There are some general ‘rules’ of group portraiture that have been around since Rembrandt. Never line up the faces vertically or horizontally. The reason for this rule is that curves, triangles and diagonals create a more dynamic flow and are more pleasing to the eye.. Straight lines are static and tend to line up with the edges of the picture. Another rule is never to have faces look straight into the camera for if they do, unsymmetrical features are more easily apparent and the eyes take on a stare. Now, rules were meant to be broken, but first you have to know the rules.
While couples can be considered a group, I will start with a group of three. The easiest of numbers, three people make an automatic triangle. Heads can be placed in an uneven triangle, foundation side down. Spacing should be varied, but similar in distance. Other successful patterns are the inverted curve with the middle person highest, a diminishing, flatter curve with the smallest person nearest the camera, and a stacked triangle in a vertical format. Groups of three generally look more together when the outside persons face in to the center. Enough body should be included in the composition so an not to appear bodiless. A general rule is to leave twice as much space above the heads as below the feet or hands in the picture. Spacing between heads are measured from the center of the eyes, not the edge of the head. Please do not crop off at the wrists and ankles.
Hands play an important part in the language of the portrait. To look graceful and slender, hands should present their edges to the camera. Oppositely, to appear strong, the backs of hands should face the lens. Never allow the arms to hang down vertically, but find something for the hands to do so the arms are bent at the elbow. Arm rests, furniture and other people are handy tools for creating a dynamic angle for the arms.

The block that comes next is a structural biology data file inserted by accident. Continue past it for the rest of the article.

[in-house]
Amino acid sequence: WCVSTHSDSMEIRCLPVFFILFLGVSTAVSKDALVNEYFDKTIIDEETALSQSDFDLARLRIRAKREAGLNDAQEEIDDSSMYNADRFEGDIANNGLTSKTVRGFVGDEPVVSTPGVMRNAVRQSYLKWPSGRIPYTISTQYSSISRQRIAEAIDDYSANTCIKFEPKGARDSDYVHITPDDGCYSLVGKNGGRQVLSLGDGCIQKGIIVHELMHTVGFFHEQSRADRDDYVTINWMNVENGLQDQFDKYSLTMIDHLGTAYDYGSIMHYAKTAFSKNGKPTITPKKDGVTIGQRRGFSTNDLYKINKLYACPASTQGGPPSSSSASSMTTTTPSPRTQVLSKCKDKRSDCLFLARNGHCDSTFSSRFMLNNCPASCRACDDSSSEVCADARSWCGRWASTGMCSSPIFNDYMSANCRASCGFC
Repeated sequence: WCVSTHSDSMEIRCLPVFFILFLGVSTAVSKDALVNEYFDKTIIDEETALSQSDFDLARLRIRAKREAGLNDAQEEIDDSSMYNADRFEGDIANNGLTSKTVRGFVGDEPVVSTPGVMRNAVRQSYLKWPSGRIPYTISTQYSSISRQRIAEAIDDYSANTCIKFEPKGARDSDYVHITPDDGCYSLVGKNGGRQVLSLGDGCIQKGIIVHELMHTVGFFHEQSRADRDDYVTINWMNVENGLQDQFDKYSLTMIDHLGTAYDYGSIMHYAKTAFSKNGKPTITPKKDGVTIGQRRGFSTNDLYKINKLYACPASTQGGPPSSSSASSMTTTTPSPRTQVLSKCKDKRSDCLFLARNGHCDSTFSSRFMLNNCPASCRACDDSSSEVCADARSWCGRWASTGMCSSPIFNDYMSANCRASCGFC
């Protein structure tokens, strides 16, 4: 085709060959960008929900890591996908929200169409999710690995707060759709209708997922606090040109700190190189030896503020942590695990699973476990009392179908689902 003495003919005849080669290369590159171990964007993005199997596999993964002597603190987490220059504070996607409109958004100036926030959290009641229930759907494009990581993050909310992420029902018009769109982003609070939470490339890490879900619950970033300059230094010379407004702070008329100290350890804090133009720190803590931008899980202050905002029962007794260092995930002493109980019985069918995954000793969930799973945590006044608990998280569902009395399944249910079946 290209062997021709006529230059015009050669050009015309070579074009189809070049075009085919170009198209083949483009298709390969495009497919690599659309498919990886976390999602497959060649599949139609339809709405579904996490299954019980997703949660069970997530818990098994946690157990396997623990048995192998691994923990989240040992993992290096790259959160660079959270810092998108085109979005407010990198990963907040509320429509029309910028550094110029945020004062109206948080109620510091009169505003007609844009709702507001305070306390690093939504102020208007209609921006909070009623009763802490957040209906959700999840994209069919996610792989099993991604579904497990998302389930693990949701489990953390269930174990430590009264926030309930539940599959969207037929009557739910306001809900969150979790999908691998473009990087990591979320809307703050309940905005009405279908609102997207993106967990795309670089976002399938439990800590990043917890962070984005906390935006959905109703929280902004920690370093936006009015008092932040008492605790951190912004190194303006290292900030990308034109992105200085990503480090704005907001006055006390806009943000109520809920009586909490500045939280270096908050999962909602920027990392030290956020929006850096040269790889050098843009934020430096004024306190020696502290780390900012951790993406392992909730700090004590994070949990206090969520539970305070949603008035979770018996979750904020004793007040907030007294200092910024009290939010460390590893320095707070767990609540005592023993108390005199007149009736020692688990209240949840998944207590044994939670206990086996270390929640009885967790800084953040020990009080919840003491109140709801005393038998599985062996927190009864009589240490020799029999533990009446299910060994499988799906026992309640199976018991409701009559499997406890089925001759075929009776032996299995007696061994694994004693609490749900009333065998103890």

Shoulders look best when placed at a slight angle to the camera. Views across the back play up the curve of the spine and the jut of the jaw instead of the breadth of the shoulders. Too much of an angle will make the near shoulder appear too large, due to foreshortening.
Groups of four present an interesting challenge. You don’t want to place one head in each corner, making a square. People are basically made up of curves, not straight lines and appear mechanical and lifeless in this configuration. So what can you do with four people? An inverted curve can be formed with the two highest people in the middle. Make sure one is higher than his neighbor. For a more compact composition, overlap the shoulders, fitting them together like a jigsaw puzzle. This places the heads closer together without dead, empty spaces in between shoulders. Remember to turn the outside faces toward the center for a cohesive look. Other shapes that fit the quad portrait are an off center vertical diamond or rhomboid, a staggered vertical or horizontal zigzag line and an inverted curve of three with the smallest below in the center. Be aware that vertical faces should never be in line.
Five is an interesting and easy number to pose. Spacing becomes more important, informing the viewer of the warm relationship between family members. Basically, the faces place themselves in two triangles, the lower middle person sharing the triangles. A vertical composition stretches the space vertically and compresses the spaces horizontally. Six faces can be grouped as two uneven triangles, one slightly higher than the other. The classic oil paintings of large groups of people contain masterful examples of group posing.
Environmental settings play an important part in the balance of a portrait, creating a foil of shapes against the more important faces. If there are masses of light areas, they must be balanced with the appropriate mass of darker areas elsewhere in the picture. The eye travels an omega curve, starting in the lower left corner and wandering through the centers of interest (faces) until exiting out the lower right corner. The centers of interest should fall along this comfortable line.